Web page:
At first sight, you feel that you have a kind of view of the scene. You see an arrangement of houses, or of house-shapes, very simple "Monopoly" houses, oblong solids with pitched roofs, which sometimes suggest Mediterranean red roofs. They seem to be gathered together in a shared space – rising up on top of one another, like a hillside settlement, but also overlapping, as if the lower buildings were in front of the higher ones. And there are suggestions of ground and shadow, between and around them, in the patches of darker grey and green.

But even as you describe this "scene", you lose it. You've already got too close. You're giving the picture a level of attention at which the thing you're trying to grasp – the huddle of separate buildings – begins to disperse and disintegrate. None of those hard-edged houses amounts to a complete solid. Their edges and planes don't fit together properly. Ground cuts into building. Near and far switch. Forms interpenetrate and dissolve.

You realise that your eye was picking up on, and then making too much of, a scattering of hints. Here and there, the picture offers something definite. Two planes meet at an angle; one is bright, the other dark, and you inevitably see a corner of a solid building. What's more, the light always comes from the same direction: the right. Add some roof-shapes, some reds and greens, some overlaps and you fill in the picture. But there isn't really a scene there – if only you could work it out! What you have is a series of false starts. And what happens everywhere is that things, having begun, then blur, dematerialise, fade. The picture is made up of super-imposed vanishing acts.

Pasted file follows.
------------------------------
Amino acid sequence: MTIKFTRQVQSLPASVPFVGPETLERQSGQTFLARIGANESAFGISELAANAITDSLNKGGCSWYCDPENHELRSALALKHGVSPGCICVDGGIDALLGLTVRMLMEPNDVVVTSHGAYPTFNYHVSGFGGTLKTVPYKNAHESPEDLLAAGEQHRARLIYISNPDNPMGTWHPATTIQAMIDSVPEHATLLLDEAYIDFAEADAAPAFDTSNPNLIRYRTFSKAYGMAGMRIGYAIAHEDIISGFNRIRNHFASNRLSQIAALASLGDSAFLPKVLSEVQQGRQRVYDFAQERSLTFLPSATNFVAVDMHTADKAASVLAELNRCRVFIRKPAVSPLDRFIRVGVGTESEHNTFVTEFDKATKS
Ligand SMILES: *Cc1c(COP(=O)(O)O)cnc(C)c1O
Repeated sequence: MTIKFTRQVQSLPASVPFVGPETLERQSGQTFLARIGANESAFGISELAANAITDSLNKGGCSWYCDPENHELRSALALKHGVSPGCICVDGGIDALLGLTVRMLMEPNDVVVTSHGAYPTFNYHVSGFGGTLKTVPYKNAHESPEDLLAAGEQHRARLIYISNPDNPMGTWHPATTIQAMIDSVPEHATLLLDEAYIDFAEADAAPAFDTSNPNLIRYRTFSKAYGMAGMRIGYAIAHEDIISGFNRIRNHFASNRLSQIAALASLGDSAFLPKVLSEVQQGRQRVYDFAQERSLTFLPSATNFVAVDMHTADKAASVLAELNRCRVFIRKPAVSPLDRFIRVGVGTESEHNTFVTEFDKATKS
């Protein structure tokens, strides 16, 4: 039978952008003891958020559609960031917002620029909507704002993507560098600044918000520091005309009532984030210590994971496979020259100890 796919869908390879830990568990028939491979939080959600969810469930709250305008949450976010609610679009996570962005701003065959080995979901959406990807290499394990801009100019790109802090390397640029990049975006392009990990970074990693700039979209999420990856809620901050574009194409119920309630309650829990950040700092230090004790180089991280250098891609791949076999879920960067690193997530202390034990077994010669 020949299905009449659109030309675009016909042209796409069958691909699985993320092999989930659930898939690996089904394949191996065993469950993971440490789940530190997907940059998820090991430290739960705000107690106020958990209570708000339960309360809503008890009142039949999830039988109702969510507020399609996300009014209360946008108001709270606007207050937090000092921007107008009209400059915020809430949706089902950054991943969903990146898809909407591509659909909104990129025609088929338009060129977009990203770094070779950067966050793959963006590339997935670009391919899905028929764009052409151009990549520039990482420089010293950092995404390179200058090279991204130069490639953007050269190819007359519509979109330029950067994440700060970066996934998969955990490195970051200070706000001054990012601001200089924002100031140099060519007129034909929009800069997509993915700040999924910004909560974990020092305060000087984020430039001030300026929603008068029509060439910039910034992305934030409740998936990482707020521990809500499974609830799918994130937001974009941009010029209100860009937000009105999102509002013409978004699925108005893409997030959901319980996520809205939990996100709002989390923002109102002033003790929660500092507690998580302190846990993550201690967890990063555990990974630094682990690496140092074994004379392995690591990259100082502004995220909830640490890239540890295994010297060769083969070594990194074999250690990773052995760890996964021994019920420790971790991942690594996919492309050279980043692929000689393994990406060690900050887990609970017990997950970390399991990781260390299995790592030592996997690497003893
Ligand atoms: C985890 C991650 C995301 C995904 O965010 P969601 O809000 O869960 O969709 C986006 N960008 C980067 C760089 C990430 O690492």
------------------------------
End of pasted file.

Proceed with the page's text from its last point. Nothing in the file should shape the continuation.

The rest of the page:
Like a traditional vignette, the whole image fades out at its perimeter, into the surrounding margin of blank canvas. And within the image, for every firm straight line that establishes an edge or a corner, there is a fade, in which one defined area blends into another – wall into roof, building into ground, ground into background.

Not that these dissolves are executed seamlessly, imperceptibly. There's none of the "magic" of Turner's oil paint. Braque puts the paint on like a heavy-handed Impressionist, in patches of juddery dabs. When these patches dissolve, they do so by petering out into blankness, or by encroaching into one another like mingling flocks. The dematerialisations have a blunt, unmysterious, material obviousness.

The picture surface is a field of pulsation, as the promise of a scene keeps being made and keeps being broken, as definition alternates with dissolve, as things go in and out of grasp, plain enough – but catching you every time.

The artist

Georges Braque (1882-1963) is often cast as tortoise to Picasso's hare. For a few years, they were, as Braque put it, "roped together like mountaineers". Around 1910, they were engaged in the invention of Cubism, a period in which the work of the two is hardly distinguishable. Thereafter, Picasso expanded. Braque respected his own limitations, concentrating on still-life and interior scenes. In muted colours, these variations on fruit bowls, billiard-tables and birds in flight are compositions of inexhaustible complexity, which are about very much more than they're of.